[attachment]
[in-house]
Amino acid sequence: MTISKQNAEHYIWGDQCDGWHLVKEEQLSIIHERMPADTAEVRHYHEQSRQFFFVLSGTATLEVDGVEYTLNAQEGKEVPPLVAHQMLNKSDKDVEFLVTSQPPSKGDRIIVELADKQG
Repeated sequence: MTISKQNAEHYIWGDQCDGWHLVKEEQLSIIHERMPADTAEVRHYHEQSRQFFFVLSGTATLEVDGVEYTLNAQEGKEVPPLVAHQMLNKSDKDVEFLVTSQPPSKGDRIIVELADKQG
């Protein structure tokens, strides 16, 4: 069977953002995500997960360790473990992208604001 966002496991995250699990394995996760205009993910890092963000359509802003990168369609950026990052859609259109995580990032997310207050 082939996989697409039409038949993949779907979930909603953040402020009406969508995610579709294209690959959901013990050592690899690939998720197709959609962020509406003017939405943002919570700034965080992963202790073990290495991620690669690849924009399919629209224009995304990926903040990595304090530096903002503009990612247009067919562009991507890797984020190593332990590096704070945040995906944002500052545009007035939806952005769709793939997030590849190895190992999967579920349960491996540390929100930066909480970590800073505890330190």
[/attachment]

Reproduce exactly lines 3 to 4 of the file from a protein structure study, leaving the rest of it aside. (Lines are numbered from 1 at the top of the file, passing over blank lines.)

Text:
Repeated sequence: MTISKQNAEHYIWGDQCDGWHLVKEEQLSIIHERMPADTAEVRHYHEQSRQFFFVLSGTATLEVDGVEYTLNAQEGKEVPPLVAHQMLNKSDKDVEFLVTSQPPSKGDRIIVELADKQG
């Protein structure tokens, strides 16, 4: 069977953002995500997960360790473990992208604001 966002496991995250699990394995996760205009993910890092963000359509802003990168369609950026990052859609259109995580990032997310207050 082939996989697409039409038949993949779907979930909603953040402020009406969508995610579709294209690959959901013990050592690899690939998720197709959609962020509406003017939405943002919570700034965080992963202790073990290495991620690669690849924009399919629209224009995304990926903040990595304090530096903002503009990612247009067919562009991507890797984020190593332990590096704070945040995906944002500052545009007035939806952005769709793939997030590849190895190992999967579920349960491996540390929100930066909480970590800073505890330190």